“The occupation of an artist rests on the cultivation of an inner world, the boundaries of which remain unknown, but which slowly solidifies until it pushes an inadequate simulacrum of some part of itself into existence. Thus materialised, it can finally be properly confronted as an independent entity. Art is the attempt to build bridges between this secret unknown inner space and the outside world, but the process is not a simple one.” – Frank Denyer
Frank Denyer’s creative impetus has taken him all over the world, from the UK to Japan, Senegal to the US on a lifetime quest to cultivate an intangible musical territory. This book brings together reflections on the obsessions of a life spent in contemplation and creation, its impulses and influences with a personal review of his works and constitutes an indispensable and concise personal window on a unique artistic journey.
‘Denyer’s work resembles no one else’s. Here acts of regeneration are effected by the very waste thrown out by an industrialised society. Our elegies must become new births if we are to have a future, so Denyer’s green ethnicism is the opposite pole to what Steve Reich called ‘the old exoticism trip.’ There can be no doubt that it matters.’Prof Wilfrid Mellers (Classic CD)
‘Frank Denyer is an English composer whose imaginatively rich compositions fall between several and into none of the accepted categories of contemporary music. Each of his works present an astonishingly varied array of musical sound sourcesDr Bob Gilmore (musicologist, biographer, editor of Tempo)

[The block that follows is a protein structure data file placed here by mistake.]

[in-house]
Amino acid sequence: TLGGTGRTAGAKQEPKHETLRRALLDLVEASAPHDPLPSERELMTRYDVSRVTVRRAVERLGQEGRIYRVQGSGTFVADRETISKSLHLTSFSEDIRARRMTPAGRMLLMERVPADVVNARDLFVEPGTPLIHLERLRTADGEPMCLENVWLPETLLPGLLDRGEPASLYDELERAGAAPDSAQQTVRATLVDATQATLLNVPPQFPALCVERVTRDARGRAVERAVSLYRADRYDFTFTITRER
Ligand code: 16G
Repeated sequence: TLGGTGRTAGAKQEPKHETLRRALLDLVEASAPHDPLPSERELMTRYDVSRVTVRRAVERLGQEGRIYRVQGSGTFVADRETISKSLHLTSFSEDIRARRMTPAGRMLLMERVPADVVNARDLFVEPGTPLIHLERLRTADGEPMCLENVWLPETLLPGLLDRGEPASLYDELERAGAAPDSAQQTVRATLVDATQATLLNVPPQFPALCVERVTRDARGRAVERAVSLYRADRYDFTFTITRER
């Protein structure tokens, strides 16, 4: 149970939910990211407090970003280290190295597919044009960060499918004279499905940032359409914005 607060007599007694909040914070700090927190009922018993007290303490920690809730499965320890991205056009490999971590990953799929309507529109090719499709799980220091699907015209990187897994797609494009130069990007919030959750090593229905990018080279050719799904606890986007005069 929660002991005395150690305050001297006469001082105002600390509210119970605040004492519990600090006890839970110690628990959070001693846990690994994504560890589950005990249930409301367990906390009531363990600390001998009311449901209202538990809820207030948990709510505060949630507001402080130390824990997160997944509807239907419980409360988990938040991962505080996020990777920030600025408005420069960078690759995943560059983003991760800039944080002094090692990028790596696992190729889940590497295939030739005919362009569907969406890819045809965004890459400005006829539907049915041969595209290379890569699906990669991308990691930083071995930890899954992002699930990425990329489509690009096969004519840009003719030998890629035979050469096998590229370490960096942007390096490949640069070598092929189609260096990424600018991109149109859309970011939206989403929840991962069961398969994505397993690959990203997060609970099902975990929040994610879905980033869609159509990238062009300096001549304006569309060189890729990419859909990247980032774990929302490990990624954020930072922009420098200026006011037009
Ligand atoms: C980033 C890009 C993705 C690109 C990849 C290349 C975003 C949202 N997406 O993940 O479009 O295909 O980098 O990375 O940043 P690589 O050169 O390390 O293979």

– new instruments of his own invention, adapted instruments, instruments of non- Western traditions, rare and virtually extinct instruments, and conventional Western instruments.’
‘His music is so unique and unforgettable. Impossible really to compare to much other music, the path he is taking is so original. From soft shimmering percussive sounds to beautiful and hidden melodies, his music is rich with detail. An important artist, one that I have learned a lot from. His music needs to be heard much more often.’Ilan Volkov (Principal Guest Conductor BBC Scottish Symphony Orchestra and Tectonics Festival Curator)
‘So much new music is described as unique but Frank’s really does sit well outside the usual tribes and references. It is fragile, yes, and often rather quiet, but moreover it is very human, very humble, very honest and somehow completely timeless.’Juliet Fraser (soprano, co-founder of Exaudi)
‘Denyer is a prolific and highly original composer. Riverine Delusions, recently played by the Barton Workshop was impressive in its unusualness, daring and beauty.’Alvin Lucier (composer)
In The Margins Of Composition Review – The Wire
Around half-way through English composer Frank Denyer’s book, he offers an interlude titled “Two Composition Lessons”. Despite bearing a designation that immediately suggests content of lesser importance, this is a pivotal passage within this beautifully eccentric publication.